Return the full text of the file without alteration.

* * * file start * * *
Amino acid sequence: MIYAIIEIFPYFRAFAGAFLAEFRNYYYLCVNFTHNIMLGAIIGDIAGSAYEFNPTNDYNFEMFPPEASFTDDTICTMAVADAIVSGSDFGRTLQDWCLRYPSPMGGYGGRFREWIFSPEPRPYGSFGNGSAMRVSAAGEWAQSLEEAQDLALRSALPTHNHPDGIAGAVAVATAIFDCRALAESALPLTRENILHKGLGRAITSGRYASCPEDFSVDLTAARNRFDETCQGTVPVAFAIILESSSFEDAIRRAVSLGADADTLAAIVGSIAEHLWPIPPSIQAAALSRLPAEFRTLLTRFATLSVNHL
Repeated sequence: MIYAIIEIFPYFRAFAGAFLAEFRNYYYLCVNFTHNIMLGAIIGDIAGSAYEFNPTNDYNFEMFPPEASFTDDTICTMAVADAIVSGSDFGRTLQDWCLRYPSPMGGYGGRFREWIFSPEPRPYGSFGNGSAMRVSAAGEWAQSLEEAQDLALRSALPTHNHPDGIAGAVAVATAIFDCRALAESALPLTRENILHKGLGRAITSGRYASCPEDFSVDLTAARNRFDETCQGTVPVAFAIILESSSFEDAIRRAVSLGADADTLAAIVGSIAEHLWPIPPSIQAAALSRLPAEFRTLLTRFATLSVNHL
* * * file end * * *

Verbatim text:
Amino acid sequence: MIYAIIEIFPYFRAFAGAFLAEFRNYYYLCVNFTHNIMLGAIIGDIAGSAYEFNPTNDYNFEMFPPEASFTDDTICTMAVADAIVSGSDFGRTLQDWCLRYPSPMGGYGGRFREWIFSPEPRPYGSFGNGSAMRVSAAGEWAQSLEEAQDLALRSALPTHNHPDGIAGAVAVATAIFDCRALAESALPLTRENILHKGLGRAITSGRYASCPEDFSVDLTAARNRFDETCQGTVPVAFAIILESSSFEDAIRRAVSLGADADTLAAIVGSIAEHLWPIPPSIQAAALSRLPAEFRTLLTRFATLSVNHL
Repeated sequence: MIYAIIEIFPYFRAFAGAFLAEFRNYYYLCVNFTHNIMLGAIIGDIAGSAYEFNPTNDYNFEMFPPEASFTDDTICTMAVADAIVSGSDFGRTLQDWCLRYPSPMGGYGGRFREWIFSPEPRPYGSFGNGSAMRVSAAGEWAQSLEEAQDLALRSALPTHNHPDGIAGAVAVATAIFDCRALAESALPLTRENILHKGLGRAITSGRYASCPEDFSVDLTAARNRFDETCQGTVPVAFAIILESSSFEDAIRRAVSLGADADTLAAIVGSIAEHLWPIPPSIQAAALSRLPAEFRTLLTRFATLSVNHL